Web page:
The Dixiecrats were members of the States' Rights Democratic Party, which splintered from the Democratic Party in 1948.
When the Democratic national convention convened in July 1948, some Alabama and Mississippi delegates were prepared to walk out of the convention if the civil rights platform passed. When it did, all of the Mississippi delegates and half of the Alabama delegates stormed out of the convention. On July 17, 1948, the Alabama and Mississippi delegations, and a few individual delegates from other southern states, met in Birmingham, Alabama, to select a presidential ticket to oppose the Democrats. The Dixiecrats chose South Carolina's governor, Strom Thurmond, for president and Fielding L. Wright, governor of Mississippi, for vice president.
The goal of the Dixiecrats was twofold. First, the splinter party hoped to deny both the Democrats and Republicans a majority in the electoral college, forcing the election into the U.S. House of Representatives.
On election day 1948, the Dixiecrats won Alabama, Louisiana, Mississippi, and South Carolina but failed to win any state in which Thurmond appeared as a third-party candidate. In Georgia, Thurmond came in a distant second to Truman. A closer analysis of the Dixiecrat phenomenon revealed an interesting pattern: the Dixiecrats were most successful in the states and counties where black citizens were the most numerous. The Deep South states boasted the largest black populations, and white voters in those states were the most determined to preserve racial segregation and black disenfranchisement, and thus were more likely to vote for the Dixiecrat ticket. A similar trend is evident in county-level election returns, in which Thurmond was more likely to win counties where black populations were large and white voters feared racial change. In the border South, where blacks were less abundant and white voters were less preoccupied with segregation, support for the Dixiecrat candidates was negligible.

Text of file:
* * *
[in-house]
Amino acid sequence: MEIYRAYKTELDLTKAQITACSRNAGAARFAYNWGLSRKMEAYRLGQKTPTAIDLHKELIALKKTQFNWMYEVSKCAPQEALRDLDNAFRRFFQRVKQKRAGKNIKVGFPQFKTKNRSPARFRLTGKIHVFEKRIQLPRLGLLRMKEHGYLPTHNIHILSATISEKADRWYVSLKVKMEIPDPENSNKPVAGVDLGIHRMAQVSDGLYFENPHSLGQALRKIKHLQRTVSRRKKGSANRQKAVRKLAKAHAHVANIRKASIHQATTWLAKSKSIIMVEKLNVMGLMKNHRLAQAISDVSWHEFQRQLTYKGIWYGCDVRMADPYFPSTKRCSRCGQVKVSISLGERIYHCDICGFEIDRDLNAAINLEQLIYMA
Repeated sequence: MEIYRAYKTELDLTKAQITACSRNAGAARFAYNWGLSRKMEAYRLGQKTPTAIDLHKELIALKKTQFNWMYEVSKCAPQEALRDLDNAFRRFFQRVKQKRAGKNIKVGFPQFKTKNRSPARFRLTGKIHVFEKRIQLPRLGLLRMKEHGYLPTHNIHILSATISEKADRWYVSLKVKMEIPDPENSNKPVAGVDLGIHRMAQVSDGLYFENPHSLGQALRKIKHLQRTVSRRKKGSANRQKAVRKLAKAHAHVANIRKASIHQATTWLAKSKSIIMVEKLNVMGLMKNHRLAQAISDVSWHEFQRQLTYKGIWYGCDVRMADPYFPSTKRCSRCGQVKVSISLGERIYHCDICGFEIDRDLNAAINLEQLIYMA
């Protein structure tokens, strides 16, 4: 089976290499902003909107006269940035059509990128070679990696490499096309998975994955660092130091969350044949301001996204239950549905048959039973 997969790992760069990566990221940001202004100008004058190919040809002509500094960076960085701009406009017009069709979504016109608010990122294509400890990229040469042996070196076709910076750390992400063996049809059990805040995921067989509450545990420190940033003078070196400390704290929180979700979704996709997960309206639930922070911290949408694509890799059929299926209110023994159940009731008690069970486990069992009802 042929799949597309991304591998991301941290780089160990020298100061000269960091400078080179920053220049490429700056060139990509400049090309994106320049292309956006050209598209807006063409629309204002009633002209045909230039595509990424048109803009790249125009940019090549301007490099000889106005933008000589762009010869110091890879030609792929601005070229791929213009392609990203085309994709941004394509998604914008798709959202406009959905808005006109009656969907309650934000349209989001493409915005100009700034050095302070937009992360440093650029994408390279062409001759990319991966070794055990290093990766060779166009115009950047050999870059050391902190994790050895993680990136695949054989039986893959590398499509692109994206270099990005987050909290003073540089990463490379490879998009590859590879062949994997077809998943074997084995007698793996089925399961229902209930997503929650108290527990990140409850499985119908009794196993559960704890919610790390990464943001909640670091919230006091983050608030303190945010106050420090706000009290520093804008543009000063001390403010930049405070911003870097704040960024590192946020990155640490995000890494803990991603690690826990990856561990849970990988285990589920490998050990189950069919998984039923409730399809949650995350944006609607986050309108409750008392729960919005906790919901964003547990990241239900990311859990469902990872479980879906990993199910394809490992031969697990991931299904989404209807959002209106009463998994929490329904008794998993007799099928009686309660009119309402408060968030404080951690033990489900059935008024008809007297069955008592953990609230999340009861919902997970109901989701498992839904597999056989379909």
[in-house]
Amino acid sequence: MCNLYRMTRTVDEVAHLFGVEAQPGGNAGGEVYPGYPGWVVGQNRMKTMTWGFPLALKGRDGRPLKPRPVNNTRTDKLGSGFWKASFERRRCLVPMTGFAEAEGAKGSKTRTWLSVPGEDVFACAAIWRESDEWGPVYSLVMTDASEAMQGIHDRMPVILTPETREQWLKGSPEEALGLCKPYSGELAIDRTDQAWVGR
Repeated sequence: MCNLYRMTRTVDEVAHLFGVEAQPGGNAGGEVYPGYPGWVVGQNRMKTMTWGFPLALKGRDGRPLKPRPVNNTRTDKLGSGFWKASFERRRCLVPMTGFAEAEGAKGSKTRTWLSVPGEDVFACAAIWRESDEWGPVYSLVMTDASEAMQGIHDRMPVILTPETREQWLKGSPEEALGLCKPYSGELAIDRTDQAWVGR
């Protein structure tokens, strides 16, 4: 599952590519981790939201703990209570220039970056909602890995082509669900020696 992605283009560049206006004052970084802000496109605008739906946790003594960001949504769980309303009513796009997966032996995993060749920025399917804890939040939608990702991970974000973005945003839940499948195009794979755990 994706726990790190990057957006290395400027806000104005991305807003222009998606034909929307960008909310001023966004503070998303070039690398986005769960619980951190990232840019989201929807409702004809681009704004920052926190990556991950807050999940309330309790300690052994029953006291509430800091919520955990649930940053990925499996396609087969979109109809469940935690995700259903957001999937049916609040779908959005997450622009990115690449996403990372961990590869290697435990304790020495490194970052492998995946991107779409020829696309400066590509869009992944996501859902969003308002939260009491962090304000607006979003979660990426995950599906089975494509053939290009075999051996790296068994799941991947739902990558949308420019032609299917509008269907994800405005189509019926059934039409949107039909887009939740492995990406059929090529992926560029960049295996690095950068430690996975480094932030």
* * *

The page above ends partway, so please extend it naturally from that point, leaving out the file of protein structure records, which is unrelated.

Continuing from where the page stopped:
Although the Dixiecrats immediately dissolved after the 1948 election, their impact lasted much longer. Many white voters who initially cast Dixiecrat ballots gravitated back toward the Democratic Party only grudgingly, and they remained nominal Democrats at best. Ultimately, the Dixiecrat movement paved the way for the rise of the modern Republican Party in the South. Many former Dixiecrat supporters eventually became Republicans, as was highlighted by Strom Thurmond's conversion in the 1960s.
Jack Bass and Marilyn W. Thompson, Ol' Strom: An Unauthorized Biography of Strom Thurmond (Atlanta: Longstreet, 1998).
Kari Frederickson, The Dixiecrat Revolt and the End of the Solid South, 1932-1968 (Chapel Hill: University of North Carolina Press, 2001).
V. O. Key, Southern Politics in State and Nation, new ed. (Knoxville: University of Tennessee Press, 1984).
Scott E. Buchanan, Columbus State University
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